Sea anglers have reacted angrily to proposals published earlier this month by the European Commission on the management of (sea) bass which would see anglers restricted to keeping one fish, per person per day, while commercial trawlers would still be free to scoop up vast quantities of fish with minimal new restrictions.

Angling organisations claim that that the EU proposals will deliver no real reductions in commercial bass fishing mortality at all and that landings  in 2015 might even go up despite the International Council for Exploration of the Seas (ICES) recommending that catches should be cut by 80% immediately to restore bass stocks hit by years of overfishing.

The ‘wholly inadequate’ proposals from the Commission have exposed the flaws in the UK government’s strategy of relying on Europe take action to limit bass mortalities rather than coming forward with their own bass management plans. Other  EU countries including Ireland and The Netherlands have introduced tough measures to protect bass stocks in their inshore waters and the Angling Trust is now calling on the UK government to follow suit.

Last month Fisheries Minister George Eustice, in response to a Parliamentary question from Angling Trust Ambassador Richard Benyon MP, said:

“When it comes to bass, I can tell him that we expect to have an important breakthrough in December. We have always said that there should be technical measures. The stock has been fished unsustainably and there is a tentative proposal, which we expect to be raised at the December Council, that will look at both bag limits and catch limits, so that we can preserve this vital stock.”

Angling Trust Campaign Chief Martin Salter said:

“George Eustice and his officials at Defra need to up their game considerably now that their flawed strategy of leaving the future of British bass stocks to the unholy horse trading processes of the European Commission is unravelling. The Angling Trust has warned Mr Eustice and MPs that the Commission was likely to cave into pressure from the commercial sector and that it was foolhardy to talk of breakthroughs and to resist drafting much needed domestic measures that could complement whatever was eventually agreed in Europe.”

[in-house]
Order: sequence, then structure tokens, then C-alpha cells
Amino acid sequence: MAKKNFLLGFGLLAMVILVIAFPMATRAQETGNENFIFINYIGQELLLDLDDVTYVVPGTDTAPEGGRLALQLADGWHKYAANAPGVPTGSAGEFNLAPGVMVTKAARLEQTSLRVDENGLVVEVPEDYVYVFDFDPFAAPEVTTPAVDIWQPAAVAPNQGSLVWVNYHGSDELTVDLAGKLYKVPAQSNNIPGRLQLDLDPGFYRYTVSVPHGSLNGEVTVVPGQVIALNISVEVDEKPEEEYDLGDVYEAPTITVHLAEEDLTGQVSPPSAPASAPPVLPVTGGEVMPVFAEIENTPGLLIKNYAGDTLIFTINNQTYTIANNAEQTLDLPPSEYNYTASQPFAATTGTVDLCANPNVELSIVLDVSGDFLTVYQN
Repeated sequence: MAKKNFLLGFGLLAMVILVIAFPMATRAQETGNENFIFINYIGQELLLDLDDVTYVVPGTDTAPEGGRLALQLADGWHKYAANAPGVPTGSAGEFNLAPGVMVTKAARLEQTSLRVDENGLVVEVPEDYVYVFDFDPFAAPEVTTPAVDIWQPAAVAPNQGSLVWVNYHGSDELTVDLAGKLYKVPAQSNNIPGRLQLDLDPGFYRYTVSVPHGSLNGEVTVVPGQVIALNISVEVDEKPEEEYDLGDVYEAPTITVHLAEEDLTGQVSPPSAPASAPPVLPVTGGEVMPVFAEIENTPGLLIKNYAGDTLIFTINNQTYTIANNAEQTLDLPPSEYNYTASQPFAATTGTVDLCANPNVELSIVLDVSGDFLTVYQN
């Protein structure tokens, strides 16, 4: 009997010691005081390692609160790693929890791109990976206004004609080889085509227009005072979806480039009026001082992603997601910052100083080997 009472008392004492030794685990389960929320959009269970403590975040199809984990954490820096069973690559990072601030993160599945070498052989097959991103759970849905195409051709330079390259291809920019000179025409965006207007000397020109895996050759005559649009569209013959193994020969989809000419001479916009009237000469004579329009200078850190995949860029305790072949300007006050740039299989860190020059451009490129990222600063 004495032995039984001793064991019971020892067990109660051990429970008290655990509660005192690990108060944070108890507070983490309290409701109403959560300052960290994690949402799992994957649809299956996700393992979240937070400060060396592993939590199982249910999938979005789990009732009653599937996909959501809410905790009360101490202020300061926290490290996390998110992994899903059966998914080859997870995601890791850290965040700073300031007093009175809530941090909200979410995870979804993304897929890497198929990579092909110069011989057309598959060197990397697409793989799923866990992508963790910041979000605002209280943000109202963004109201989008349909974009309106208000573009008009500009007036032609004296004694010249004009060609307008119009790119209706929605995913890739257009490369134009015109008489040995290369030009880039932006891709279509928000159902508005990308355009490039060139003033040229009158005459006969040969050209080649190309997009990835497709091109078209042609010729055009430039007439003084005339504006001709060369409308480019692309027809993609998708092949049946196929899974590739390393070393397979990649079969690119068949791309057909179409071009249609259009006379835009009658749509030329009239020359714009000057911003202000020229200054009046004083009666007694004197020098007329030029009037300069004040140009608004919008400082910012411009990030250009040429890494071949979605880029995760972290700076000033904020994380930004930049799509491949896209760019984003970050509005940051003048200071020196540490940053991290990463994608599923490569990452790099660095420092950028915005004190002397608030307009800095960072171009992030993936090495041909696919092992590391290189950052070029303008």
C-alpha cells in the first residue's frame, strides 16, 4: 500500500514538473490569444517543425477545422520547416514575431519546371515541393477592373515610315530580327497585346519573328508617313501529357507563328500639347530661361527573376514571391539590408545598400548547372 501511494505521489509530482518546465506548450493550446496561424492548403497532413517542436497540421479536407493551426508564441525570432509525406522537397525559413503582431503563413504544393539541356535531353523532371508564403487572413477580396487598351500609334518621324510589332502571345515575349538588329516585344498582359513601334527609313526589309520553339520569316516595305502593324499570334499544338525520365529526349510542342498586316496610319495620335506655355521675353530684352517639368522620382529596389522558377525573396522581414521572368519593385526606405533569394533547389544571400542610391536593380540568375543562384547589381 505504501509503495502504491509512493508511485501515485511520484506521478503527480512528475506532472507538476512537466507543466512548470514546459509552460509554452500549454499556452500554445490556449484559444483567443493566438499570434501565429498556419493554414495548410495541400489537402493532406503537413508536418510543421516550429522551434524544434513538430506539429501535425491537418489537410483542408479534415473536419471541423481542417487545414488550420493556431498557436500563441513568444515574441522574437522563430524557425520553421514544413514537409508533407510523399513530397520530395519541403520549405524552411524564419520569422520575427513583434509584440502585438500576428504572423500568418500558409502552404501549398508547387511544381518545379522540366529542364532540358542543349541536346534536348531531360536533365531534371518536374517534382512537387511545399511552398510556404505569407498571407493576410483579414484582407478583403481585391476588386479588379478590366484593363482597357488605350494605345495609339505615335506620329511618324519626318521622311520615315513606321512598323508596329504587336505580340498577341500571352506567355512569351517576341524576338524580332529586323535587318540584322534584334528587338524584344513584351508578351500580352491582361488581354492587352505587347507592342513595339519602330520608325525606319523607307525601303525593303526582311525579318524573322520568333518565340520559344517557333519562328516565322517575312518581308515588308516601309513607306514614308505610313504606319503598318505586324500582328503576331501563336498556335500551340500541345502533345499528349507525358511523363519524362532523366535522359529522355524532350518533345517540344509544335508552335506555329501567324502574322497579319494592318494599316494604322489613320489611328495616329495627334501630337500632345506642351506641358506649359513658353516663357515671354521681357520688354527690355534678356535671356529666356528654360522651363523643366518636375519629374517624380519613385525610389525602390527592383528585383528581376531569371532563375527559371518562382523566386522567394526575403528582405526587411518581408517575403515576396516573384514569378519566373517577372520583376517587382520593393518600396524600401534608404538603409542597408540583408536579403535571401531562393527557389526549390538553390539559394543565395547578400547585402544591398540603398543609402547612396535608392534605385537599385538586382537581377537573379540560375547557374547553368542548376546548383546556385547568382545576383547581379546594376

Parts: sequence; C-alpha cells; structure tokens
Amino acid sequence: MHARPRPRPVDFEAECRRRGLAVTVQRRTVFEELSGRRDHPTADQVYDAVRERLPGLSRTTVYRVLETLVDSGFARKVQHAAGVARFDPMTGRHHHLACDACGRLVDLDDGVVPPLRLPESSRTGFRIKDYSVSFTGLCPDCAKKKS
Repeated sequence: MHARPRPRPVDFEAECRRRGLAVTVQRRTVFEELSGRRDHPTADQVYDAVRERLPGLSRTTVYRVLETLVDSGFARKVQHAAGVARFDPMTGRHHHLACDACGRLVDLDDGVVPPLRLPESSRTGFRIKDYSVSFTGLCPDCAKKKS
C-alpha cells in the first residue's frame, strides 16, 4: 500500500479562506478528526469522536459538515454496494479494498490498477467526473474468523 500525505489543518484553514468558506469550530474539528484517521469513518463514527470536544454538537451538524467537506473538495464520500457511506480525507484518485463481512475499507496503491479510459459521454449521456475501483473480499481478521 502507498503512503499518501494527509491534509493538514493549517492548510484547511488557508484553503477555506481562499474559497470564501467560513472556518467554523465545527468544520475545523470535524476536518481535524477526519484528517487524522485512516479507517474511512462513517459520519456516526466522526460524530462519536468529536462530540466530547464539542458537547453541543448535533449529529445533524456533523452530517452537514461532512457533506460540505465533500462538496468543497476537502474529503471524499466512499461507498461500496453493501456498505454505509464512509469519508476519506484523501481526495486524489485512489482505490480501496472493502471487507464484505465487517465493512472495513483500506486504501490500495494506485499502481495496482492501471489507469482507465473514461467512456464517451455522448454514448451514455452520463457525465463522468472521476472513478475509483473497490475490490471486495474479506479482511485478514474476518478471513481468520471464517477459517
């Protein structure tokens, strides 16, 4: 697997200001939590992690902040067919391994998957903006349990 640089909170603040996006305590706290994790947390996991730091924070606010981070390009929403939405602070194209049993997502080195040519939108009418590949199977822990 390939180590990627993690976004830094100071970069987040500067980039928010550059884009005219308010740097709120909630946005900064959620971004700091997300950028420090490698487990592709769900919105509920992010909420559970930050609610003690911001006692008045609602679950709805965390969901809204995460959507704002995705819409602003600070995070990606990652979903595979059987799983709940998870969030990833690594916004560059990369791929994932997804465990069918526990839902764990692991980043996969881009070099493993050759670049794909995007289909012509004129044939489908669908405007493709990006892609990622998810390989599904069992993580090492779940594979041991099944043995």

The Angling Trust has helped to draft a briefing note in a partnership between the European Anglers Alliance (EAA), the European Tackle Trade Association (EFTTA) and the International Forum For Sustainable Underwater Activities (IFSUA) to influence the Commission and Member States before the Council of Ministers meets on December 15th-16th.

The briefing paper highlights the Commission’s proposal for a one fish, per angler, per day bag limit on recreational catches as unfair, unbalanced and disproportionate as well as highlighting the failure of the Commission to put forward serious measures to reduce bass fishing mortality from commercial fisheries which account for more than 70 per cent of the total recorded bass fishing mortality.

The briefing paper questions the EU Commission’s powers to introduce a bag limit on recreational catches which EAA now understands could apply to bass caught from the shore as well as from boats. It also highlights the lack of data on what the bag limit would deliver in terms of reducing fishing mortality.

The briefing note goes on to highlight deficiencies in the proposals for commercial fishing including: